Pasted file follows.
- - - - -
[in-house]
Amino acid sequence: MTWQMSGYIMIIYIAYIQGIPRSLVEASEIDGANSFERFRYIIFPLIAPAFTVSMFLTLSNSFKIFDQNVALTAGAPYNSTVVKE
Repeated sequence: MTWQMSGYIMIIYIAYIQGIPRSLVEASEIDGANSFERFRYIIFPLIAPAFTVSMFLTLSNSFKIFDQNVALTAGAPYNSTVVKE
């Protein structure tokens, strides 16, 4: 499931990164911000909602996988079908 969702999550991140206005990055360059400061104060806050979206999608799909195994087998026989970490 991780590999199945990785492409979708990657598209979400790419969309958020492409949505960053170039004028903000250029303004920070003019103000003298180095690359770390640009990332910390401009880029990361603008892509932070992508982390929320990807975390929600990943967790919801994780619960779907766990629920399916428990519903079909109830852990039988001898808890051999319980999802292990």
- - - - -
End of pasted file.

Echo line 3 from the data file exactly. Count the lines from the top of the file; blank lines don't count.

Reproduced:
Repeated sequence: MTWQMSGYIMIIYIAYIQGIPRSLVEASEIDGANSFERFRYIIFPLIAPAFTVSMFLTLSNSFKIFDQNVALTAGAPYNSTVVKE